Clinical Trial Phases, the Drug Approval Process, and Measuring Responses
In science and medicine, information is constantly changing and may become out-of-date as new data emerge. All articles and interviews are informational only, should never be considered medical advice, and should never be acted on without review with your health care team.
Phase I Trial – Is the drug safe and what’s the best dose?
These are often the “first in human” clinical trials. There is no placebo arm. They tend to be small, with only a few dozen patients. The first few people in the study often get a very low dose of the treatment and are closely monitored. If there are no significant problems, the next group gets a higher dose. This process continues until a dose is found that is most likely to work while having an acceptable level of side effects. Because the numbers are small, some side effects may not be appreciated until more patients have used the drug. Phase I trials are specifically designed to check for safety, but efficacy is also important, especially with the final dosage that will be used in further trials. These trials are the highest risk for patients, as little is known about the safety and efficacy of the drug.
Phase II Trial – Does the drug work?
Phase II trials are medium size trials where there is no placebo or control arm and patients will always get the novel drug. There can be different arms using different combinations or sequencing of the drugs. These trials may look at response rates and survival outcomes.
Phase III Trial – Is it better than the standard of care?
Phase III trials are much longer trials, often involving several hundred participants and conducted at multiple sites where there is randomization to either a control arm of “standard of care” or the new therapy. Placebos may be used in some Phase III studies, but only if there is no other effective treatment option available, meaning that no treatment that would qualify as the “standard of care”. Some Phase III trials allow “crossover” where patients who progress on one arm may crossover to the other arm.
Submission for FDA approval – New drug application (NDA)
In the USA, when Phase III clinical trials, or sometimes after very strongly positive Phase II studies, demonstrate that a new drug is more effective and/or safer than the current standard of care, a new drug application (NDA) is submitted to the Food and Drug Administration (FDA) for public approval.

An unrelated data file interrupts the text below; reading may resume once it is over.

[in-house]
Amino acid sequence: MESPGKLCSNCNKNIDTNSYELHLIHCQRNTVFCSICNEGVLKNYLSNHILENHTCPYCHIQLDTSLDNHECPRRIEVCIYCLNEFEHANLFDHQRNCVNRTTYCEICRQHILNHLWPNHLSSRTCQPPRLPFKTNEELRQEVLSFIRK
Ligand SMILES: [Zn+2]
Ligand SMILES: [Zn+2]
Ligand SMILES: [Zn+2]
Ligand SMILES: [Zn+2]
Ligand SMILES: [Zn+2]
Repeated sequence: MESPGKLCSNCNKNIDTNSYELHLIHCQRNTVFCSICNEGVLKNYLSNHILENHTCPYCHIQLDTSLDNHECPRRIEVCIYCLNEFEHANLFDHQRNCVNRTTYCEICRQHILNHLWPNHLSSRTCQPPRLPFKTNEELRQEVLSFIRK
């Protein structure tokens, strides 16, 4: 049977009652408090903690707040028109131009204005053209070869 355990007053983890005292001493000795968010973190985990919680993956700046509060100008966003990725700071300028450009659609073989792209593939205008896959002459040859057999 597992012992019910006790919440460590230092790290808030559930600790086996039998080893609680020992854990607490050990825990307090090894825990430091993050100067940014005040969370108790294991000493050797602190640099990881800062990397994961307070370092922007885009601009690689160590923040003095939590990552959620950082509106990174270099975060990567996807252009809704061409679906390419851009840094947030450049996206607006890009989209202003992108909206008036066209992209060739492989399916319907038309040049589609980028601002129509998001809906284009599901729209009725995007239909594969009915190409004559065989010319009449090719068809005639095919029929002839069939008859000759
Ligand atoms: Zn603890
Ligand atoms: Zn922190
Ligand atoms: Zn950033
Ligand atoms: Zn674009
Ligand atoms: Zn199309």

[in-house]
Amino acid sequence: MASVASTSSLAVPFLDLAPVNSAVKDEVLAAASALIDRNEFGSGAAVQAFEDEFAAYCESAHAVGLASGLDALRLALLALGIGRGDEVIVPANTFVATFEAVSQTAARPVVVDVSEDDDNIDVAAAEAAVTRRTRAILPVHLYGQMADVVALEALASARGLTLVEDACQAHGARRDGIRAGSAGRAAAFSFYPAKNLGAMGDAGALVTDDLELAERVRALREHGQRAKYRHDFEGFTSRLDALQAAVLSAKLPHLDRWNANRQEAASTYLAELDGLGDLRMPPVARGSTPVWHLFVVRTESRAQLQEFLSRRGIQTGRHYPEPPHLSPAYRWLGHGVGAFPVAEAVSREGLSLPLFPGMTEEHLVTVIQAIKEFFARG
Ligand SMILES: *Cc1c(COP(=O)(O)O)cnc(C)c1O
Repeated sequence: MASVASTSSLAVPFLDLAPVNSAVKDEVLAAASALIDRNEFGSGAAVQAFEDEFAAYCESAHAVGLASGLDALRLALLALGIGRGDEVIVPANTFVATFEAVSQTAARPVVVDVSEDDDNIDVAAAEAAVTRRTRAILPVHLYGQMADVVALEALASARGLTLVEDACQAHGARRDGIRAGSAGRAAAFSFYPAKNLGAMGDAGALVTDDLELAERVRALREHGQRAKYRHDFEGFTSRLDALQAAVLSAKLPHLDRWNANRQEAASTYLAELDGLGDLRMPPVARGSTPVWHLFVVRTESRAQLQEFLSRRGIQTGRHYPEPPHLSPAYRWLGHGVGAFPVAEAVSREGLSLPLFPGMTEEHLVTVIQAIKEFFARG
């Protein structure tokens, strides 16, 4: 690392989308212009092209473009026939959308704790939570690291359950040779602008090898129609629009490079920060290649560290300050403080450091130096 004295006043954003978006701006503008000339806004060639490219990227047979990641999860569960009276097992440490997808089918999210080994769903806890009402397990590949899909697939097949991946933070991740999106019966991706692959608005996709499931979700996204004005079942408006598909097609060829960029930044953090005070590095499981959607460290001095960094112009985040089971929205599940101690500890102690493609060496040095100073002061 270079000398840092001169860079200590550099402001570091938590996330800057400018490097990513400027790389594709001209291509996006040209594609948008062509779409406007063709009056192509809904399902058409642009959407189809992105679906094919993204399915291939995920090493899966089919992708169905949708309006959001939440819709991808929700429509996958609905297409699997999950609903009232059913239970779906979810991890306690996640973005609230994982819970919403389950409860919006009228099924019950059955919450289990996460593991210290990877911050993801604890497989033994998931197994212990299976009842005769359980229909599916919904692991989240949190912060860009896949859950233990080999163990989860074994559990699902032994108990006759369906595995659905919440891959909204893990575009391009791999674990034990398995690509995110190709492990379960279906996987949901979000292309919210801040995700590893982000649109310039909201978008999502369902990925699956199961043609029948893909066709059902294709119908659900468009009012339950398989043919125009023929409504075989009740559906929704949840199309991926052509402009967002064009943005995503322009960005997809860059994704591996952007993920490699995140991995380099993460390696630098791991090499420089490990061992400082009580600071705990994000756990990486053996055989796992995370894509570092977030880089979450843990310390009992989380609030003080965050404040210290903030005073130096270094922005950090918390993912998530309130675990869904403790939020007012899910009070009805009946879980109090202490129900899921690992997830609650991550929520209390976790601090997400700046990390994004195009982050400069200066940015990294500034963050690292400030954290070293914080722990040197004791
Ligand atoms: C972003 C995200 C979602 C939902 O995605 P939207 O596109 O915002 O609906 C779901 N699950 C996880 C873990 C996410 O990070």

The approval usually closely reflects the protocol that was used in the registration trials.
In other words, if the drug was studied only in relapsed or refractory patients, that is likely the only population for which it would be approved. However, once a drug is approved, doctors can use it “off label” for other indications. Whether insurance will pay for it is less certain.
Phase IV Trial – What else do we need to know about this already approved drug?
Even though the drug may have been tested on thousands of patients, late or rare adverse events may still show up. That is the purpose of Phase IV trials. Although the drug is commercially available, in a Phase IV trial, it may be provided for free.
Response to Therapy
In order to be consistent, doctors and researchers have agreed on standard ways to describe responses to therapy. The definitions are actually quite technical and are evolving. This is a simplified version. We start with the worst and work towards the best.
Progressive disease (PD): As the name suggests, the cancer continues to grow despite the treatment. This is not good news.
Stable disease (SD): The cancer neither progresses nor recedes. This can be a durable and quite an acceptable circumstance, especially if the CLL is not causing problems.
Partial Remission (PR): The cancer has been knocked back, but there are still cancer cells to be found in the blood, bone marrow or nodes. PR requires at least a 50% reduction in the size of lymph nodes and in the number of lymphocytes in the peripheral blood stream.
Complete Remission (CR): The absence of clonal lymphocytes in the blood is one of the major criteria. All lymph nodes need to be normal size (<1.5 cm). There is some controversy that the 1.5 cm is not the best marker and 2.0 cm. might be better, but for now, in the US, < 1.5 cm is the standard. In a clinical trial, the confirmation of a CR usually requires a bone marrow biopsy that shows no CLL.
Undetectable Measurable (minimal) Residual Disease (uMRD): This is the best news with the longest duration of response. Special tests can be used to find a single CLL cell hiding among 10,000 (standard measure of MRD) or even one in a million cells (using next generation sequencing) in the blood or bone marrow. If no cells are found, you are undetectable MRD (uMRD), a very good thing. This does not mean there is no cancer left. It means that if there is any cancer left, the level is so low that it can’t be detected by present technology.
Just to confuse things, it is possible to be uMRD and be in a PR if your lymph nodes are still enlarged. In CLL, lymph nodes may not always shrink back to completely normal size after treatment, but they still may be cancer free. Learn more about MRD.